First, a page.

For automating response on detected ongoing attacks (use case 1) it is necessary to detect attacks with high certainty and provide information on the attack stage (e.g. initial compromise, lateral movement, or exfiltration). For this purpose, the SOCCRATES project developed a concept to use an AI based reasoning tool on the events generated by different attack detection tools. The AI based Attack Detection (AAD) component will reduce the false positive rate, improves understanding of the situation, and identifies sequential patterns. 
For collecting and triggering the SOCCRATES platform based on new threat Intelligence (use case 2) we use an open source Threat Intelligence Platform (TIP), called ACT. Since we also wanted to trigger new evaluations on threat actor profiles, the platform is extended with tools for creating adversary emulation plans.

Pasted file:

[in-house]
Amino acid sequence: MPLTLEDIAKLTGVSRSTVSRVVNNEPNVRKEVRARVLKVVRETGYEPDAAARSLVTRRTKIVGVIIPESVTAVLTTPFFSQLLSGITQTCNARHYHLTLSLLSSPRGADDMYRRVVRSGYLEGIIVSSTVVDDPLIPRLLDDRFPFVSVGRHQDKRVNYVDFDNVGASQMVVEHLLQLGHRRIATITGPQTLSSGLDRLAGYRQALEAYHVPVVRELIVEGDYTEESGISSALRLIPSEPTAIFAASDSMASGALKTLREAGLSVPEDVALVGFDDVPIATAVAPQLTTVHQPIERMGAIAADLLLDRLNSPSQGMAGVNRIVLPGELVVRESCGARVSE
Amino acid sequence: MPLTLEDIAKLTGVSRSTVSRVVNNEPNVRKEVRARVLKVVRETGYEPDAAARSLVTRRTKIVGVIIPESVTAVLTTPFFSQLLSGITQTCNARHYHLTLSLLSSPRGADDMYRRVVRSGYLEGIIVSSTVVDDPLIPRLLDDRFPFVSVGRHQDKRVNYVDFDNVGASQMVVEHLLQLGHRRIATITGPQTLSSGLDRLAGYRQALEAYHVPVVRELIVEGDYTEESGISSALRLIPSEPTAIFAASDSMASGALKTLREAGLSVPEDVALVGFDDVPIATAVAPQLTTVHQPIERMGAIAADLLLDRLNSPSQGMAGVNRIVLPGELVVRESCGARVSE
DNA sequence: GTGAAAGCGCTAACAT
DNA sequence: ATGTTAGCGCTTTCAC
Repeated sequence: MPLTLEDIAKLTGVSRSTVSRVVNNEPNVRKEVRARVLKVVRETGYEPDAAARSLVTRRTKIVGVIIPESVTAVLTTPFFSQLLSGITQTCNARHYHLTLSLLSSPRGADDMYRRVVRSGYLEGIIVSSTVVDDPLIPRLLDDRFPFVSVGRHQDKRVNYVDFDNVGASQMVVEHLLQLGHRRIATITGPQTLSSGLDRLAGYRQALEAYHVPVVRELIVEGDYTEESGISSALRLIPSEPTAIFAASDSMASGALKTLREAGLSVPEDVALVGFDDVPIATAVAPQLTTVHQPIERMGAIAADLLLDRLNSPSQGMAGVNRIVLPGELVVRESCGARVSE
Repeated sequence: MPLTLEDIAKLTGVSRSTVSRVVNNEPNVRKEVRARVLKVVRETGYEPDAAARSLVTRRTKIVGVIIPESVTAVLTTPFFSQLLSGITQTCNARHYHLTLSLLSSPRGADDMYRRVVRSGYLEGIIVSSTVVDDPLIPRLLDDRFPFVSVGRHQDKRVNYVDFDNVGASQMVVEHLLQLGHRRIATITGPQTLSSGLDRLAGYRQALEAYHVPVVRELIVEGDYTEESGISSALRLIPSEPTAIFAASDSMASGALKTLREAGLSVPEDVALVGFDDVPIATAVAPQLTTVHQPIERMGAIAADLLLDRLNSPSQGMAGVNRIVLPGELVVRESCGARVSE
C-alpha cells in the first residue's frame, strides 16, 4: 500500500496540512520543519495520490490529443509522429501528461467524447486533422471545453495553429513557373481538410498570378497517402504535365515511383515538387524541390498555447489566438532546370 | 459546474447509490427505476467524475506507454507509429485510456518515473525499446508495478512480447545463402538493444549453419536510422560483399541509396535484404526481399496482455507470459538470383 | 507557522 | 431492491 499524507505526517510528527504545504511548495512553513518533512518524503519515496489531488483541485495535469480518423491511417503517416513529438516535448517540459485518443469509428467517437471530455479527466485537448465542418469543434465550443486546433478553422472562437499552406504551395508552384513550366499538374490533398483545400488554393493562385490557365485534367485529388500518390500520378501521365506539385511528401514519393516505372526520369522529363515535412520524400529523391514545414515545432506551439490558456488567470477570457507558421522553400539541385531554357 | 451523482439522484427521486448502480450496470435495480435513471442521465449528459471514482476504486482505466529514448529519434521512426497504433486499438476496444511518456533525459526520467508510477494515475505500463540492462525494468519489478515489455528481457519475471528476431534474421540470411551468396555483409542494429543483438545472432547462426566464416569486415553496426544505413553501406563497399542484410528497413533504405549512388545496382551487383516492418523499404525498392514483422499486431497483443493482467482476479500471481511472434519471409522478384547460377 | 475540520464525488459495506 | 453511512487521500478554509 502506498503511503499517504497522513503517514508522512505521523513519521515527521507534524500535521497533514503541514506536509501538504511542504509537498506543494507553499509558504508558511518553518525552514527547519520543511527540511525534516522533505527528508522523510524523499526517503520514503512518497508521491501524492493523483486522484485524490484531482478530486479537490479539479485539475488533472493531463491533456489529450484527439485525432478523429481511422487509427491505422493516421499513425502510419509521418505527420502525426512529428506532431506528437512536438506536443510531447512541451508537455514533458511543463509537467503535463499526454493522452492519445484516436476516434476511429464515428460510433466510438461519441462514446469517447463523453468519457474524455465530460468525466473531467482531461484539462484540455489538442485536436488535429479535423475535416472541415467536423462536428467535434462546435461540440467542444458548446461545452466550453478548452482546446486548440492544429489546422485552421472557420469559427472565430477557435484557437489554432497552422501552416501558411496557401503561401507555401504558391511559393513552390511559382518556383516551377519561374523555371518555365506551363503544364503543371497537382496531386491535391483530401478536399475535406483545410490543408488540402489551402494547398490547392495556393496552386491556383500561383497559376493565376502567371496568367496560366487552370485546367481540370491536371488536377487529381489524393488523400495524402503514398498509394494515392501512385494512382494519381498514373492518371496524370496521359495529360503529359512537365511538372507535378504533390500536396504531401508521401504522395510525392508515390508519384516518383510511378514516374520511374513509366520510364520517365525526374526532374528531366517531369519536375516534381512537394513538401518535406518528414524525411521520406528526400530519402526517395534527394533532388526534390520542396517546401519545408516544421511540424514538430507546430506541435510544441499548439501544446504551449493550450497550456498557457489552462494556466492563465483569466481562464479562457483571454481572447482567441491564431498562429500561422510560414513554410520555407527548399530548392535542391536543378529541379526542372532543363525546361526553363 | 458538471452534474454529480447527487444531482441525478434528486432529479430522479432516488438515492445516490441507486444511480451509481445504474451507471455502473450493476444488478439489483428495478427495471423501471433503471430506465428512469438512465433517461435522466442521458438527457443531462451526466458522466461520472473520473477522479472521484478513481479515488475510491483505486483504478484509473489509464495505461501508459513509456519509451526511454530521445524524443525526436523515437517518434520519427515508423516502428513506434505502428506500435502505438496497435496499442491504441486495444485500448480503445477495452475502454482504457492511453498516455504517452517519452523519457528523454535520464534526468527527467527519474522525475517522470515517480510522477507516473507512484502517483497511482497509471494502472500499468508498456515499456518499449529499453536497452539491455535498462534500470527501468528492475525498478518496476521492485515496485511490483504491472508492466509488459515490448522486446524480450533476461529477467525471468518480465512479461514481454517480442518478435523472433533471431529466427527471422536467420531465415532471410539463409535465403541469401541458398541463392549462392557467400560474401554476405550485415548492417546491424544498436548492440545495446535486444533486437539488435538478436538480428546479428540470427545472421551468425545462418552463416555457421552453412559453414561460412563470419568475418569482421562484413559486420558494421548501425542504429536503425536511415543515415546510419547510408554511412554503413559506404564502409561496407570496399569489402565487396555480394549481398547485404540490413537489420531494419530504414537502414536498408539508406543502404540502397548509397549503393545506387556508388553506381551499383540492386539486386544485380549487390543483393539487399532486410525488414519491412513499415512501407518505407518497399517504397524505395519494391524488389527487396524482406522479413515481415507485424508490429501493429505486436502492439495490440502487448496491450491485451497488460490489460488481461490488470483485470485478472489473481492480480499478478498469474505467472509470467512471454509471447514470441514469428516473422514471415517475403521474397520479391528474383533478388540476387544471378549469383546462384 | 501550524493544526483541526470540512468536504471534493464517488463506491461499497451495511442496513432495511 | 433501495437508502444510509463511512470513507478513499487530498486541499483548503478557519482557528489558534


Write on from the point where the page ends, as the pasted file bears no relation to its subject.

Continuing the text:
For discovering new vulnerabilities, configuration changes and new systems (use cases 3, 4 and 5) we rely on existing vulnerability scanning, network scanning and asset discovering tools. These scanning tools can also be used to automatically generate models of the organization’s ICT infrastructure. To facilitate model generation, the SOCCRATES project developed an Infrastructure Modelling Component (IMC). The IMC provides the SOC and CSIRT with an up to date understanding of the environment they defend. The models can also be used for innovative analysis tools such as automated threat modeling and attack simulation. 

Analysis phase